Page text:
Just before dawn on Saturday, May 12, a Chinese container ship crashed into a South Korean freighter 38 miles southeast of Dalian, China. The South Korean freighter “Golden Rose” was completely disabled after the incident and subsequently sank. The Chinese ship left the scene immediately after the accident. It did not report the incident nor did it stop to aide the sinking “Golden Rose.” The sixteen crewmen of the “Golden Rose” remain missing.
The bow of Chinese container ship named “Jinsheng” had collided into the “Golden Rose” while maneuvering through heavy fog.
According to information from South Korea, the Chinese ship did not conduct search and rescue operations after the collision. The “Jinsheng” did not report the collision to coastal authorities and/or offer aide to the sinking “Golden Rose.” South Korean reports indicate that the “Jinsheng” left the scene immediately after the collision and returned to the port at Dalian. It was not until the Chinese ship arrived at Dalian at 10 o'clock that same morning that it finally reported the collision to the Chinese Maritime Affairs Bureau. By then, seven hours had passed since the collision. As a result, opportunity for rescue of the sixteen missing crewmen of the South Korean freighter had been lost.
According to the South Korean Ship Safety Control Organization, Chinese naval authorities, upon notification of the collision, dispatched two rescue helicopters and over sixty rescue ships to the site of the accident. However, the sixteen Korean crewmembers of the “Golden Rose” remain missing. The search by Chinese naval authorities continues.
According to the South Korean Ship Safety Control Organization, China is a member of the International Maritime Affairs Organization. As a member, Chinese ships are required to carry out search and rescue operations and to immediately notify naval authorities after any collision at sea. The Chinese ship did not engage in rescue operations and/or immediately report the collision. Instead, the Chinese ship had fled from the scene.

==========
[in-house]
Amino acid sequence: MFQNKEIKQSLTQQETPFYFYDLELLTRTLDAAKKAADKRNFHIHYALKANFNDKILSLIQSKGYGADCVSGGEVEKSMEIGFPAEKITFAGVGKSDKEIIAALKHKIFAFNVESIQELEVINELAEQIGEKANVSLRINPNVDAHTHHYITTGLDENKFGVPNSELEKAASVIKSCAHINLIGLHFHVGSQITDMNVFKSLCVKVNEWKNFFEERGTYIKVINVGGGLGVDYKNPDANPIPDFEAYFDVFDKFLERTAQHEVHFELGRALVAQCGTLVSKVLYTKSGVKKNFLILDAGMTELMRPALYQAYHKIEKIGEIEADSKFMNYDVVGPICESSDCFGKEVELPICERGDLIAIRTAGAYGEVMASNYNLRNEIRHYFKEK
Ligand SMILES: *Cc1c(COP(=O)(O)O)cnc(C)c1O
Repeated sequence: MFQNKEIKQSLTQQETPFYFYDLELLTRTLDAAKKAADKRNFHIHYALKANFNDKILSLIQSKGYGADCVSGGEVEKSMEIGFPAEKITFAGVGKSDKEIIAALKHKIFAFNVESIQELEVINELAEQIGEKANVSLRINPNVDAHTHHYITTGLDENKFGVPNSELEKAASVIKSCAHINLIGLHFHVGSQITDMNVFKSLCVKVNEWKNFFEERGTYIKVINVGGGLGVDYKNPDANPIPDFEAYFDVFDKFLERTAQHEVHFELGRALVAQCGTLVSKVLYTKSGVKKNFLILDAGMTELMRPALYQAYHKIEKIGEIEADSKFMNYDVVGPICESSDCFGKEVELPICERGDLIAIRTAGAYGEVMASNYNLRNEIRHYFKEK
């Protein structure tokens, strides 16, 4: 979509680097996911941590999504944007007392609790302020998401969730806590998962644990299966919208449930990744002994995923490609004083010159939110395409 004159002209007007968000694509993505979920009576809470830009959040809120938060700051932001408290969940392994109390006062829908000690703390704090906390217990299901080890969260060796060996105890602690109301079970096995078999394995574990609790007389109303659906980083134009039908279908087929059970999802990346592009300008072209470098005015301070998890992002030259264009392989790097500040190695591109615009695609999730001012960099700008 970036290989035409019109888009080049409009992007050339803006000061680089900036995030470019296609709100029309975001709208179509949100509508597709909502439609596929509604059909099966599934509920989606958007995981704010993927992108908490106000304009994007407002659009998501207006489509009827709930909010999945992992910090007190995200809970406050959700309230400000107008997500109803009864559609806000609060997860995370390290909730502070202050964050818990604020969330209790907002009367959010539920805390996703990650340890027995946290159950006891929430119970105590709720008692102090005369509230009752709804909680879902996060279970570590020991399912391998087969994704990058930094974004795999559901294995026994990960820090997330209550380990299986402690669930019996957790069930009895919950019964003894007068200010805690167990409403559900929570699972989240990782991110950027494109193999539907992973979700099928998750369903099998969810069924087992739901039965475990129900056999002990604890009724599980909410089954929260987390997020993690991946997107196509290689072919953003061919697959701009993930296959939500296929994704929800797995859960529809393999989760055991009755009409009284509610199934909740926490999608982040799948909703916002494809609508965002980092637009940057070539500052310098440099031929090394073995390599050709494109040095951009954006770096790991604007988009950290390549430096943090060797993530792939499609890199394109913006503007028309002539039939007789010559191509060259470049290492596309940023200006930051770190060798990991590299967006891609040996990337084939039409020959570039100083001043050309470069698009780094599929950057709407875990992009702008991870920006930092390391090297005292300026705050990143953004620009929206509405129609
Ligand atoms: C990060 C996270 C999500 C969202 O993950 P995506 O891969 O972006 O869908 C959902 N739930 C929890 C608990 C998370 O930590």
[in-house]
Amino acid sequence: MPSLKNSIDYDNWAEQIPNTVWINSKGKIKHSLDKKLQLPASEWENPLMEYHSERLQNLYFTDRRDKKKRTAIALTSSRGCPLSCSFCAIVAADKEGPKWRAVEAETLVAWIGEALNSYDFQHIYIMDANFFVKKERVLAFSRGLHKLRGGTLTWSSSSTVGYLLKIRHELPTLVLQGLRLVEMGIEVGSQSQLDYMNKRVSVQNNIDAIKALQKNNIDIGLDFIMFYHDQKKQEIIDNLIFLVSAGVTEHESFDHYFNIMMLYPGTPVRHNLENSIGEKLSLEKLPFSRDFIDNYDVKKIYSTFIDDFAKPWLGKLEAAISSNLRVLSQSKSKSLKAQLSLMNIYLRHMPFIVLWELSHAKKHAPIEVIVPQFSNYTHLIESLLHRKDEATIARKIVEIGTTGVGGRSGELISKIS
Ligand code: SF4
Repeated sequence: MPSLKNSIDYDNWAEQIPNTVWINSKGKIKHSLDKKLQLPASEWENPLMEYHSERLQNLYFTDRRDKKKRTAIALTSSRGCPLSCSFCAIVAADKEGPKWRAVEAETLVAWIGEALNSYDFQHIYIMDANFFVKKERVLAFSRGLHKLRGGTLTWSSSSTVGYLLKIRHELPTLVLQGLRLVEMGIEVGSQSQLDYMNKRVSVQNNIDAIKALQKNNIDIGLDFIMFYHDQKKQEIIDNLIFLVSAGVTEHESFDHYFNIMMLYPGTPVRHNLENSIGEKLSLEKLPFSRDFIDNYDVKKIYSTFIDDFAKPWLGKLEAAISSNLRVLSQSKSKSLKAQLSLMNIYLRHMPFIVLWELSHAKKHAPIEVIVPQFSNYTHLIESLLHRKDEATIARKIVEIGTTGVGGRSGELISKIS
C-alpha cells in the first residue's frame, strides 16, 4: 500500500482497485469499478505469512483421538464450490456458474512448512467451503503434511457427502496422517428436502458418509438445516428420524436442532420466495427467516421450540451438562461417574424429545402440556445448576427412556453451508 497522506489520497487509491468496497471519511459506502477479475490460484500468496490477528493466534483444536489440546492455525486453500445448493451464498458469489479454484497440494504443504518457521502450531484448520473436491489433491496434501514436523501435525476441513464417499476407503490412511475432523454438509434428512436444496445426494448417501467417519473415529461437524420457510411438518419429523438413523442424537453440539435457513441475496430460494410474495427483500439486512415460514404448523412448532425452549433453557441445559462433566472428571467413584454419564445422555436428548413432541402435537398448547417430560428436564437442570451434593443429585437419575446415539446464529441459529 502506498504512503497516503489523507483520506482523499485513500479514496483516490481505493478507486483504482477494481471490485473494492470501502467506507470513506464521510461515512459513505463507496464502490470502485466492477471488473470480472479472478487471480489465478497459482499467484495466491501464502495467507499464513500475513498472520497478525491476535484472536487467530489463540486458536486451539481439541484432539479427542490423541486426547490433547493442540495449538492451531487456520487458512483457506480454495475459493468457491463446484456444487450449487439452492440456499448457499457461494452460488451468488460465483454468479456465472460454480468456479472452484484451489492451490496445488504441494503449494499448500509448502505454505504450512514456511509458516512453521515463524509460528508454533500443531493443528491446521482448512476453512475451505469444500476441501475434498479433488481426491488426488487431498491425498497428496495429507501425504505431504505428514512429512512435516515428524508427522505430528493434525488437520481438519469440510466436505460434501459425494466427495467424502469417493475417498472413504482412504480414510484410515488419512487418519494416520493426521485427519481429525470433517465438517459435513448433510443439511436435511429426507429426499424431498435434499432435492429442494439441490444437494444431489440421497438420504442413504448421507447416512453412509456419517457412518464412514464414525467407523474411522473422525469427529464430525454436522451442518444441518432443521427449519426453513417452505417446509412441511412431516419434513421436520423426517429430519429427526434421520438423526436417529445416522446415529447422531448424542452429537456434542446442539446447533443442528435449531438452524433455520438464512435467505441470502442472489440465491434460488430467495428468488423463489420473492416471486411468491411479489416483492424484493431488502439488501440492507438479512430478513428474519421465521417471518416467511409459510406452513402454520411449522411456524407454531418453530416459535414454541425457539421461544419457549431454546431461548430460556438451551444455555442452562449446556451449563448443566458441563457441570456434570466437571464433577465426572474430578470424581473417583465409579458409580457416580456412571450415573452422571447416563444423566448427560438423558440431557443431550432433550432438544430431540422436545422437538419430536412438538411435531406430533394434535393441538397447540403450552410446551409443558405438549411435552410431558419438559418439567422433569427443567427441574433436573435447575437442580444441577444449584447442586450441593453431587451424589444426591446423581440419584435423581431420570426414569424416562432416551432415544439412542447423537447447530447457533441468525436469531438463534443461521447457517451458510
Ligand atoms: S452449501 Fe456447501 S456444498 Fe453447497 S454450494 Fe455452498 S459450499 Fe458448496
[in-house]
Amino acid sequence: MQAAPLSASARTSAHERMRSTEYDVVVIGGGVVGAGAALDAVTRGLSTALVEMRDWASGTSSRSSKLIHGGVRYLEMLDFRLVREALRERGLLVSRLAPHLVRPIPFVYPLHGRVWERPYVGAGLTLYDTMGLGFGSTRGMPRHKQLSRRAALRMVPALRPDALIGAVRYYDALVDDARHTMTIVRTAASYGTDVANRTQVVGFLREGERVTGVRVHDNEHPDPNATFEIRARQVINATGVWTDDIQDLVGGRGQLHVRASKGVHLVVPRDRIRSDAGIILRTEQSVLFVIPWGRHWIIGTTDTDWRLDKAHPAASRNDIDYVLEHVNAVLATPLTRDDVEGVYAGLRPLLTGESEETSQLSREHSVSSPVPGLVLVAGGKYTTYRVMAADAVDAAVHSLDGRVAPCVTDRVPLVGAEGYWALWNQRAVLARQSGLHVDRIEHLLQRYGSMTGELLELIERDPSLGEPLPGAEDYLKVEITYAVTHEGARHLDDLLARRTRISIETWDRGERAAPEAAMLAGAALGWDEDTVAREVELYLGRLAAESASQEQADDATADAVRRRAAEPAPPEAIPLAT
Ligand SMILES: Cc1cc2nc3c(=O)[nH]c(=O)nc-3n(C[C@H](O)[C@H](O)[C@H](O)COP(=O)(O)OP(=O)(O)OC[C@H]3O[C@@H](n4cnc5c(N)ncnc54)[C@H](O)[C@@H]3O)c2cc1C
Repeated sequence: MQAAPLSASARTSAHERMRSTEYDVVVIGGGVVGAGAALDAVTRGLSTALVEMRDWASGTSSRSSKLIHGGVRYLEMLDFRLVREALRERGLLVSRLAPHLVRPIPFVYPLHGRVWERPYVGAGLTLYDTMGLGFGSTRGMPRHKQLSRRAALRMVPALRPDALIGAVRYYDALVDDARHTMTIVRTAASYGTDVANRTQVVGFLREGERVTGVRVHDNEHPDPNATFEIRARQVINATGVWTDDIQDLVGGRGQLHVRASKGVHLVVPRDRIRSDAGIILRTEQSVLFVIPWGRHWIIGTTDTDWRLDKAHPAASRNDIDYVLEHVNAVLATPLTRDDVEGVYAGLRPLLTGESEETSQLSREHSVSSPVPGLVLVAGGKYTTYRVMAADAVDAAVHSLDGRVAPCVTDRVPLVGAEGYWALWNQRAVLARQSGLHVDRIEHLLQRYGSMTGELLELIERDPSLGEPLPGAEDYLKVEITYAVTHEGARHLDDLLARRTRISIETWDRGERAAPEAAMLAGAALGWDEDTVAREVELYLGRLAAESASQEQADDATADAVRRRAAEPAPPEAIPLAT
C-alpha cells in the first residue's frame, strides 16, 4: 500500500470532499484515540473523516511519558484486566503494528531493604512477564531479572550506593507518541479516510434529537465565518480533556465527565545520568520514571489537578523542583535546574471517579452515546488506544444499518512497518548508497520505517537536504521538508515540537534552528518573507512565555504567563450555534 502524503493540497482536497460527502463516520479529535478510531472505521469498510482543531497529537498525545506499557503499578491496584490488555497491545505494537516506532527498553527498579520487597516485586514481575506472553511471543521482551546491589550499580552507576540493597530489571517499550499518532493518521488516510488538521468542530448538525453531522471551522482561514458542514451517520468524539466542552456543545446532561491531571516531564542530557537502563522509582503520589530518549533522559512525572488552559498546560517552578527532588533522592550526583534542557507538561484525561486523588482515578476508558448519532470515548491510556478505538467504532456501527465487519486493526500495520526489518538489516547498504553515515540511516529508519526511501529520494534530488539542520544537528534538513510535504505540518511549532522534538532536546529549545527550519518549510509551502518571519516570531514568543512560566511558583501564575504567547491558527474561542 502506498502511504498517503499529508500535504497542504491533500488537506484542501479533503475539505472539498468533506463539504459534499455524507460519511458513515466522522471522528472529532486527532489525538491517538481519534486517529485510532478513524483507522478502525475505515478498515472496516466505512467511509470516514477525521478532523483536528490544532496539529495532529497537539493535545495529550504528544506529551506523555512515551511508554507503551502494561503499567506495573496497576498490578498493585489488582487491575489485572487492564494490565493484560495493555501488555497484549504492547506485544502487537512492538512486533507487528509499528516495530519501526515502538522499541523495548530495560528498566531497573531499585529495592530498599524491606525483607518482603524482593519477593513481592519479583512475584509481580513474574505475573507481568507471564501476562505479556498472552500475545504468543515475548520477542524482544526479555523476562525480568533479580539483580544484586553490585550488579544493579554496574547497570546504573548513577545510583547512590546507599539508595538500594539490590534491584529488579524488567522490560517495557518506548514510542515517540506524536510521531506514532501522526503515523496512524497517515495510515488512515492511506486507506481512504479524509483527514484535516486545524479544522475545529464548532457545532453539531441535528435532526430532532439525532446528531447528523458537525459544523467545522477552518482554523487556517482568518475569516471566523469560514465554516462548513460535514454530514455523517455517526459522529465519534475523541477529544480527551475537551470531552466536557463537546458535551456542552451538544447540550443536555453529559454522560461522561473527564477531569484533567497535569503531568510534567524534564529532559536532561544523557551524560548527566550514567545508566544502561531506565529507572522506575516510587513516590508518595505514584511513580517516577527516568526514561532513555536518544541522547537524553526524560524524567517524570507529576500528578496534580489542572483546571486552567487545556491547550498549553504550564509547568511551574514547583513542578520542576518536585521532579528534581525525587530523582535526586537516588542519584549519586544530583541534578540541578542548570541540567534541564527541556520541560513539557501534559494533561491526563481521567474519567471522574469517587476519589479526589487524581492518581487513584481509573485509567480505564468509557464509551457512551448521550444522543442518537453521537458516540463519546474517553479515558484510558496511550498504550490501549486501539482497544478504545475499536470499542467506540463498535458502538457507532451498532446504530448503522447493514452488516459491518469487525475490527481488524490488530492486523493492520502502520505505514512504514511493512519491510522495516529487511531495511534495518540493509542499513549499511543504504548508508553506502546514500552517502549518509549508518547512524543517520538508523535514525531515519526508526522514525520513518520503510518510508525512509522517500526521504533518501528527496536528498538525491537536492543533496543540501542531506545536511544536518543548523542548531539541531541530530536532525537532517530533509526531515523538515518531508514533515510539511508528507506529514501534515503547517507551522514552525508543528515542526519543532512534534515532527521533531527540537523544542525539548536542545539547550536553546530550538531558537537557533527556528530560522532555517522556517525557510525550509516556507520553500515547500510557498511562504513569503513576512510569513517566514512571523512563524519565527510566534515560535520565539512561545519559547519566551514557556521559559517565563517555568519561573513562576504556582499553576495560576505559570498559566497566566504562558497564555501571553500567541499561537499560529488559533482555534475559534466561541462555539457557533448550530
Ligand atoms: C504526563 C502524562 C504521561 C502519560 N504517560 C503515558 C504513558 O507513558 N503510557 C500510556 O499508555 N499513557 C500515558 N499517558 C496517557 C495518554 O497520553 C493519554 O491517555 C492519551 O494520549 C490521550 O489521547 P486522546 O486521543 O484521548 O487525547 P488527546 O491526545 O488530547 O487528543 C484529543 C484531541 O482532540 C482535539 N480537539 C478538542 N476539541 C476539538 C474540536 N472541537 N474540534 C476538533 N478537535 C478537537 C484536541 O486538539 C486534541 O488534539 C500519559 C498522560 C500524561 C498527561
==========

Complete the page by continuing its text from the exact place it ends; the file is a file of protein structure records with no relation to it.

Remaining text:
Crewmembers from the “Jinsheng” made statements regarding the collision after arriving at Dalian. “The ship had strongly trembled as they maneuvered through the fog, but after only a momentary stop, it had resumed its normal speed and proceeded forward,” said a crewmember. “The crew did not realize a collision with another ship had occurred,” said others. They also claimed that they had not realized that a collision had taken place until the maintenance team in Dalian noticed the damage to their ship's bow. When the damage to their ship was discovered, the Chinese Maritime Affairs Bureau was then informed of a possible collision with another ship.
According to the South Korean Ship Safety Control Organization, it would be almost impossible for two large ships to collide at sea and not be aware that a collision had taken place. The sound from such a collision would be equivalent to that of a large bomb exploding and impossible to miss. “It would be impossible for a ship's helmsman to ignore such a loud sound and not investigate its cause,” said Minister of the South Korean Ship Safety Control Organization.
Further inconsistencies included the fact that the “Jinsheng” claimed to have reported the accident to the Chinese Maritime Affairs Bureau prior to its arrival at Dalian. Therefore, the claim that they did not realize they had hit another ship until after they reached port is self-contradictory.
The South Korean Ministry of Foreign Affairs has remained discrete in discussing the issues surrounding the collision. Officials from the South Korean Ministry of Foreign Affairs have traveled to Yantai to investigate. They have also made statements to the effect that at present “the fault” from the Chinese side has not yet been verified. The South Koreans are hopeful that the incident will not develop into a diplomatic dispute or stir up hatred among people of the two countries.